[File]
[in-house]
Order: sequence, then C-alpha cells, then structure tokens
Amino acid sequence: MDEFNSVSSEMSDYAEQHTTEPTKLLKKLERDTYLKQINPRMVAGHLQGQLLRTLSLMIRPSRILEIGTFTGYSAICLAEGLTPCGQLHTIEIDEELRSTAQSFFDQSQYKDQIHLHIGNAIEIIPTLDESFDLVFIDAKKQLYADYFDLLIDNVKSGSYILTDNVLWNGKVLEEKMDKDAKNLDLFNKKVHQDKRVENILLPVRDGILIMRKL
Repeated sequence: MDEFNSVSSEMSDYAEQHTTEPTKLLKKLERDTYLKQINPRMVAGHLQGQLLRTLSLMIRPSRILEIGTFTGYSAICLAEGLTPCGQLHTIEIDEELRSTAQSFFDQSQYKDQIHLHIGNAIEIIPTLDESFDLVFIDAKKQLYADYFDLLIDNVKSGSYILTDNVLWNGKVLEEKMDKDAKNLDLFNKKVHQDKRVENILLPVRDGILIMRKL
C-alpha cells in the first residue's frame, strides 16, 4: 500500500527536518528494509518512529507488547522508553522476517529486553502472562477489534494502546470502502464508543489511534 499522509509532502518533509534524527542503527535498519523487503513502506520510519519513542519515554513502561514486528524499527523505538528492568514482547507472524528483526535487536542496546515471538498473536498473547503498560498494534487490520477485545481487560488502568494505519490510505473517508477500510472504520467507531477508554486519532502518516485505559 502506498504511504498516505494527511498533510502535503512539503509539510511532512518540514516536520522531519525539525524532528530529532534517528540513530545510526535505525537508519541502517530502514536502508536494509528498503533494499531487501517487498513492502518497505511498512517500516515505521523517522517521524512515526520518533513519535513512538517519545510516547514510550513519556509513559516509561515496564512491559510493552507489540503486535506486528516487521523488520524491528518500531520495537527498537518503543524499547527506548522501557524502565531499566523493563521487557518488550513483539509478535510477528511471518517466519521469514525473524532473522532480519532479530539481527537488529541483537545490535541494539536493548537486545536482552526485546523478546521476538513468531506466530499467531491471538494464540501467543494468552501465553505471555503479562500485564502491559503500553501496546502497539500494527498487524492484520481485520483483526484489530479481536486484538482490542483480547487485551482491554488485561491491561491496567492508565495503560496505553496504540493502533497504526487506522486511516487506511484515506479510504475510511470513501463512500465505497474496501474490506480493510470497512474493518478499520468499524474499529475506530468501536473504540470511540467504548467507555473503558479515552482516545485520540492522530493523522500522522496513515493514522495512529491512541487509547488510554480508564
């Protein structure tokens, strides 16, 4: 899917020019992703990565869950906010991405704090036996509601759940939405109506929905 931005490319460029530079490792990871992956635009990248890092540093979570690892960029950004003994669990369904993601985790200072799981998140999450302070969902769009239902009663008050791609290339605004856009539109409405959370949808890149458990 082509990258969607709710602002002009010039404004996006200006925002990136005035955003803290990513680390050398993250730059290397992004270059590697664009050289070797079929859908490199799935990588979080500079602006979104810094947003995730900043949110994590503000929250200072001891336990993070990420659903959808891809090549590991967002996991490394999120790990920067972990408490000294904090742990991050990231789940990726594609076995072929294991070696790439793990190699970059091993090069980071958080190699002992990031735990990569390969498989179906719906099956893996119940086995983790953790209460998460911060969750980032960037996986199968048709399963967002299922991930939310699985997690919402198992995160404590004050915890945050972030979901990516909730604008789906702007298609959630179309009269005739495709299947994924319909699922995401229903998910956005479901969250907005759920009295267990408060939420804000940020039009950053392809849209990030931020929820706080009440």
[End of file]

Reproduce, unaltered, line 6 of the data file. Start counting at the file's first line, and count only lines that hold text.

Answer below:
């Protein structure tokens, strides 16, 4: 899917020019992703990565869950906010991405704090036996509601759940939405109506929905 931005490319460029530079490792990871992956635009990248890092540093979570690892960029950004003994669990369904993601985790200072799981998140999450302070969902769009239902009663008050791609290339605004856009539109409405959370949808890149458990 082509990258969607709710602002002009010039404004996006200006925002990136005035955003803290990513680390050398993250730059290397992004270059590697664009050289070797079929859908490199799935990588979080500079602006979104810094947003995730900043949110994590503000929250200072001891336990993070990420659903959808891809090549590991967002996991490394999120790990920067972990408490000294904090742990991050990231789940990726594609076995072929294991070696790439793990190699970059091993090069980071958080190699002992990031735990990569390969498989179906719906099956893996119940086995983790953790209460998460911060969750980032960037996986199968048709399963967002299922991930939310699985997690919402198992995160404590004050915890945050972030979901990516909730604008789906702007298609959630179309009269005739495709299947994924319909699922995401229903998910956005479901969250907005759920009295267990408060939420804000940020039009950053392809849209990030931020929820706080009440």